Guardians have a variety abilities outside of their standard combat efforts. For example outside of battle Protectors will happily move statues around to solve the many simple environmental puzzles you’ll come across in the overworld. Inside of battle they also have a different ability if you use Otto’s Battlecry technique. This will use up Anima points but can be used to stun enemies when they are charging up an attack or, if a unit is in the vicinity, will grant them their extra power. For example the Keepers will produce healing orbs for you, or Sentinals (the archers) will charge up an explosive shot instead of their normal ones.

masters of anima bridge of tears switch

A slightly awkward point is that there is no analogue controls for the pointer that’s used to send units places. You’d think the right analogue stick would be really useful for this, but sadly it’s not the case. The pointer is decided by where your character is facing which does have its problems at times but is overall not a bad implementation of the controls. 

It’s all about managing your different units effectively, having the right mix of them to balance out the fight. Some units are more useful in certain situations and your job is to manage that as best as possible. You have to protect your units too. Enemy golems will target specific groups of units at times and you’ll need to quickly act and lead themto safety. Thankfully most of these devastating group attacks have a long charge up, giving you time and notification as to when they will strike.

Using all of your units and controlling them wisely isn’t the easiest of tasks, and can be slightly overwhelming despite the controls being well mapped out. It’s easy to loose track of stuff and making them all safe in the later parts of the game a tough one. It’s rewarding though, and it’s really fun to take down the devious golems by sheer numbers alone.

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It’s so far so good. But I think Masters of Anima has uneven difficulty spikes, especially if you don’t have a solid strategy for a boss. It’s not the kind of game where you can just wing it. I really struggled at a certain point to get through a boss, I genuinely thought was impossible, and tried about 5 times with different tactics only to eventually get through after a tough fight. Further more, even standard battles can present some walls of failure if you happen to receive one unlucky blow that wipes out a solid portion of your units, making recovery an uphill battle. While there are units that can provide Anima for you to use, it’s very easy to completely run out and be doomed. Sure, Otto has a melee attack but its use is very limited and you will certainly perish if attacking solo.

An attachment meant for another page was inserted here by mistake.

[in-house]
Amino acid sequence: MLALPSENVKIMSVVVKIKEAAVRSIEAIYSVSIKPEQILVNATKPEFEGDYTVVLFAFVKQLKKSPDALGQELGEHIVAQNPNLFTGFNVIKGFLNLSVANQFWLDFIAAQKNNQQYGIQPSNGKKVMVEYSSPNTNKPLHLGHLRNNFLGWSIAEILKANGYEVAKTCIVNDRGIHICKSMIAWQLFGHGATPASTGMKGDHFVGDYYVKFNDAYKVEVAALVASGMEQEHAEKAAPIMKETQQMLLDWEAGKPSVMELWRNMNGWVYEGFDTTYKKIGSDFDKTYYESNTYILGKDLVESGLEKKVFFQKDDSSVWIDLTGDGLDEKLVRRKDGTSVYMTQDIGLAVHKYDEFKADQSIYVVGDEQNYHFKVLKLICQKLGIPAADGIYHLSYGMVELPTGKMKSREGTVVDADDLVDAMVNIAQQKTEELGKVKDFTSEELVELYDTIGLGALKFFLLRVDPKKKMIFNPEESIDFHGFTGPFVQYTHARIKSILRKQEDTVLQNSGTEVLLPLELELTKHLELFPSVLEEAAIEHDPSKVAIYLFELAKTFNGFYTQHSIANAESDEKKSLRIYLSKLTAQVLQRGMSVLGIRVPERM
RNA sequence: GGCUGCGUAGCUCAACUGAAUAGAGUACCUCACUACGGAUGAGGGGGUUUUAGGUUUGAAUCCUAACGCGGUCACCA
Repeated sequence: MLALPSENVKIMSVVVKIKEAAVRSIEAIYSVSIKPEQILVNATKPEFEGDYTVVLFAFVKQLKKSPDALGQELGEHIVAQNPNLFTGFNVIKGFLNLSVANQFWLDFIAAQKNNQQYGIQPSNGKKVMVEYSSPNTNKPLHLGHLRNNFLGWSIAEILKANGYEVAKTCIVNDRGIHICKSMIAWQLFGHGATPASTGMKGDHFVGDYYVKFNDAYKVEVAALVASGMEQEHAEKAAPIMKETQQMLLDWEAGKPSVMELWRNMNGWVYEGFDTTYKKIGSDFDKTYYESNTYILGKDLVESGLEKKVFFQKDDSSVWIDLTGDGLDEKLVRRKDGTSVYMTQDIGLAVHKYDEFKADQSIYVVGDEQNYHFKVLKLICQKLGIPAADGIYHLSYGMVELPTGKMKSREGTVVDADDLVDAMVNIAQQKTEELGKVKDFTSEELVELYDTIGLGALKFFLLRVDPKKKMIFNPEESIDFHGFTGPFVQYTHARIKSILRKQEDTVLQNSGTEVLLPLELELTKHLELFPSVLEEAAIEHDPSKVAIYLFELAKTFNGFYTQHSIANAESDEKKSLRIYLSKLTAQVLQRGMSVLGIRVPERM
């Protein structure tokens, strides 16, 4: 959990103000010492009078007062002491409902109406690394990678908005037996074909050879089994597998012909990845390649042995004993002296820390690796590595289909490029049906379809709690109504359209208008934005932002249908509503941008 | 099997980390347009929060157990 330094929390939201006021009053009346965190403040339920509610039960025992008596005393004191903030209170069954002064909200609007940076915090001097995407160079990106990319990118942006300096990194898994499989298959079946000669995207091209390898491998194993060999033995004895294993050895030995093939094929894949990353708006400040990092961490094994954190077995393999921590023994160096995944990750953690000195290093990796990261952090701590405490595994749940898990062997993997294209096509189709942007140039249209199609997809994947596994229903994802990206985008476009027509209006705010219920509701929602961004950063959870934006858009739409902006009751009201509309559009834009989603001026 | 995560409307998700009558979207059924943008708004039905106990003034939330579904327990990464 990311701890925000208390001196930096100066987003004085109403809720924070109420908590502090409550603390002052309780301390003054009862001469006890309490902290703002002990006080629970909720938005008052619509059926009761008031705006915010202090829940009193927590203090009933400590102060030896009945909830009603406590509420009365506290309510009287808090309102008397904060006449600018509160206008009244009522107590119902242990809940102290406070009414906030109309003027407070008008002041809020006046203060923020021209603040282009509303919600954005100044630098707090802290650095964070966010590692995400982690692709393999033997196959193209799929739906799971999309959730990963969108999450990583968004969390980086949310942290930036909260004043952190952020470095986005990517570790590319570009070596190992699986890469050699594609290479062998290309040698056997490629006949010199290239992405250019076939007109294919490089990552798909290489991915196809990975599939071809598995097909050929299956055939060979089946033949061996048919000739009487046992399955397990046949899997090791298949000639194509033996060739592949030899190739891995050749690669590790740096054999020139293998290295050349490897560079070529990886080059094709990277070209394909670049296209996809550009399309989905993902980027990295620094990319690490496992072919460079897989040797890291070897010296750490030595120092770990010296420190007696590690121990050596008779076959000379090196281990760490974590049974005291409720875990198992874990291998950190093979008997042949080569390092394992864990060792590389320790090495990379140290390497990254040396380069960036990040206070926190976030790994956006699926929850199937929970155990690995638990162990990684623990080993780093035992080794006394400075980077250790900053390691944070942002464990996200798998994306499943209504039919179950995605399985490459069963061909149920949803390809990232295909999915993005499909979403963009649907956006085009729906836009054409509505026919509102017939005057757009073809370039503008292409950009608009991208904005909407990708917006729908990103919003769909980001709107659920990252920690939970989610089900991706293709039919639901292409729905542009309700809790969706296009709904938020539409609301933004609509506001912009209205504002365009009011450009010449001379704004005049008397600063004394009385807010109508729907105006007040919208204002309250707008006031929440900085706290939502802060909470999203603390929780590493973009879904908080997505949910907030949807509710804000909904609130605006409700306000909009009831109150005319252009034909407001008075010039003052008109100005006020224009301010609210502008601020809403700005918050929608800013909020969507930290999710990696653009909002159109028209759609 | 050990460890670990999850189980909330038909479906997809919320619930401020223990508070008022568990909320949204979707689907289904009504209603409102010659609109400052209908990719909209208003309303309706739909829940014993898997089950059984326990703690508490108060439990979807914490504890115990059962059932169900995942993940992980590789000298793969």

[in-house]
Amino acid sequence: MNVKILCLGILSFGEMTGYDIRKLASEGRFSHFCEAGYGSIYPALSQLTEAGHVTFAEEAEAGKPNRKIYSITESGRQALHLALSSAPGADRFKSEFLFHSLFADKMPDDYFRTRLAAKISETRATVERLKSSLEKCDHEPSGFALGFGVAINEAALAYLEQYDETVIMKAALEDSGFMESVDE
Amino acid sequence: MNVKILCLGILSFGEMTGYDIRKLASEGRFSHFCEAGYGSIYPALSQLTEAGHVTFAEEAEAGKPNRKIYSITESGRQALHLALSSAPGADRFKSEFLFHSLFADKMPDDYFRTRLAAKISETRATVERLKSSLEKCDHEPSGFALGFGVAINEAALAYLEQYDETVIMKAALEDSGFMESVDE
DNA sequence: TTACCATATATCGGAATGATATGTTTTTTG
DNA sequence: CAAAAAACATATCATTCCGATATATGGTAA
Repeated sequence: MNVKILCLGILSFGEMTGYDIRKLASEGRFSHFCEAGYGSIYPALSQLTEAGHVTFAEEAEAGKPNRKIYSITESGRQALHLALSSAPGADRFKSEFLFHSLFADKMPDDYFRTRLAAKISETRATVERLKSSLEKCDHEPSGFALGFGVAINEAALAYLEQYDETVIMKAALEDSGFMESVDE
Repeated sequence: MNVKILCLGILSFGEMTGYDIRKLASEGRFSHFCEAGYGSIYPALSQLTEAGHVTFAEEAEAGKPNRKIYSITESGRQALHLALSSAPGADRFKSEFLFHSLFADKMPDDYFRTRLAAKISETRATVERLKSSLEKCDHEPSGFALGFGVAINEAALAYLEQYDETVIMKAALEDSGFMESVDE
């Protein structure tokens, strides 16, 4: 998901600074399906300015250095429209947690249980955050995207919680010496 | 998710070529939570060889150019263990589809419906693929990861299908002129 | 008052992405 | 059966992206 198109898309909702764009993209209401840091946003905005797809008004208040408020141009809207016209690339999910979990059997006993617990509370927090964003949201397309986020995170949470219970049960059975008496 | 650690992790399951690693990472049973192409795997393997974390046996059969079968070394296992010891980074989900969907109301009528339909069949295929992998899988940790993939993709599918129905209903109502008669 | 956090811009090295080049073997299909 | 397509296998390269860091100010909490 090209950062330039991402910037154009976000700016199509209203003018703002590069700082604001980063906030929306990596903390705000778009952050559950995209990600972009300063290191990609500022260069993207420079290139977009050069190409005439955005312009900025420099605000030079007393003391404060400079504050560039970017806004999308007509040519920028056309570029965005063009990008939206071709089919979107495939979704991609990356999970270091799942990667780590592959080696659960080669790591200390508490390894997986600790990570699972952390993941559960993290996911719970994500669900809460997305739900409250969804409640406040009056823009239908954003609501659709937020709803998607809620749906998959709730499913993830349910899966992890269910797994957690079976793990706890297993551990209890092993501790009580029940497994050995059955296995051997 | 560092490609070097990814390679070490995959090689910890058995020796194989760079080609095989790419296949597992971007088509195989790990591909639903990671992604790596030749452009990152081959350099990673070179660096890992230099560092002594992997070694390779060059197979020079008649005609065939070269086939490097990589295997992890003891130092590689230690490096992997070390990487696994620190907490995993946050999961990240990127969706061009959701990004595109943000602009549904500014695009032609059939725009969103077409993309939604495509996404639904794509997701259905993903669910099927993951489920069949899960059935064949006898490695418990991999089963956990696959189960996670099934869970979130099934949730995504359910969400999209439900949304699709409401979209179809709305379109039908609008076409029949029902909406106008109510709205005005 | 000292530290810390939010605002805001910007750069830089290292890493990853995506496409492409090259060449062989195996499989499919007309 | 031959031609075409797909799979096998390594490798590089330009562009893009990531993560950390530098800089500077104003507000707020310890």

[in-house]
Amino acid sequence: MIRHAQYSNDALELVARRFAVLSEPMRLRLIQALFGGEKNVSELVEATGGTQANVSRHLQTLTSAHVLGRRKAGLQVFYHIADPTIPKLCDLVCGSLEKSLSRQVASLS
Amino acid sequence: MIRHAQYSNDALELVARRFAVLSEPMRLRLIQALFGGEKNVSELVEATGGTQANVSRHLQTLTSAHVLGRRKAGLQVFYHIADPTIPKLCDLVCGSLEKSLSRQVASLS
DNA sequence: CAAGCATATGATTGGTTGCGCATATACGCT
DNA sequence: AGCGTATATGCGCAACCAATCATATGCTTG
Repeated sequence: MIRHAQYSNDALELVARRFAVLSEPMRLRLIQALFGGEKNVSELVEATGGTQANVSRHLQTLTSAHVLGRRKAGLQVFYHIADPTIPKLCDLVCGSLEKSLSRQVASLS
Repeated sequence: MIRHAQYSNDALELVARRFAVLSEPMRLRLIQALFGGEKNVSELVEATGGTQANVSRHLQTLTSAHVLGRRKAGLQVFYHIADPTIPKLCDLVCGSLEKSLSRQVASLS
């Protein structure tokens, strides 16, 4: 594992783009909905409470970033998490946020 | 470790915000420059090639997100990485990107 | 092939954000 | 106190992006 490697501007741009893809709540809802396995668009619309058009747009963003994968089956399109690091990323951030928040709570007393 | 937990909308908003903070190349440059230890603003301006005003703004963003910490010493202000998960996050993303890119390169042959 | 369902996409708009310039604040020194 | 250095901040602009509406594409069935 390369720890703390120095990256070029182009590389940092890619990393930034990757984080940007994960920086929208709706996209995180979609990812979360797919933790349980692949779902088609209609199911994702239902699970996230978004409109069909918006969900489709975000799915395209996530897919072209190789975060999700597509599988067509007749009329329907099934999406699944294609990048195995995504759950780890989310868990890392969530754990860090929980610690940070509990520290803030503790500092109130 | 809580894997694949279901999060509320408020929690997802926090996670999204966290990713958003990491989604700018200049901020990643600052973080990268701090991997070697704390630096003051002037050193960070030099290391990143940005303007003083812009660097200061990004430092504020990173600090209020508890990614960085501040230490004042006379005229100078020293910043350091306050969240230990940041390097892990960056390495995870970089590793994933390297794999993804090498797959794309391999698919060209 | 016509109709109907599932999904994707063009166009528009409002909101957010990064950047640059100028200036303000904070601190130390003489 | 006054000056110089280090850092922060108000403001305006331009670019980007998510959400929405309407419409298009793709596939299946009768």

Other problems arise too, mainly with some units being unresponsive at times. For example, you may order all of your archers to take up position in an area, yet not all of them will obey. Maybe 4 will straggle, standing doing nothing where the rest of the group used to be. This happened few and far between, but it was highly noticeable when it did and often scuppered my chances in such a mistake punishing game. Another thing was that the battlecry didn’t always stun the enemy at times like it should have when they were charging attacks. I’d often run into the danger zone to produce a stun attack before my Guardians were wiped out but nothing would happen and I would take the blow, devastating my health and my forces.

So it’s not perfect, but it is really good. I wish the difficulty was toned down a little in some areas or at least make things less punishing just for one small mistake. Of course, you can go back into old levels to pick up secret items that can increase your health and amount of Anima usable, or even increase your level to add abilities to Otto or his Guardians in the light RPG elements the game possess. But I never felt like replaying a level over again as this is not the kind of game designed for that.

At £15.99 or $19.99 Masters of Anima presents one of the more premium prices for the eShop, although I wouldn’t say it’s much of an outlier since many a publisher are asking for similar prices. As a brand new game, not a port, released for the same price just about everywhere I think Masters of Anima is of decent value. You can’t get it anywhere else for cheaper, so you don’t feel like you’re getting fobbed off with a late Switch port or anything. It has a decent length to it, I didn’t count due to sporadic play but I would say about 8-10 hours is a reasonable estimate.


Cool Gameplay

Nice presentation

Surprisingly decent controls


Difficulty spikes

A little unresponsive at times

Potentially repetative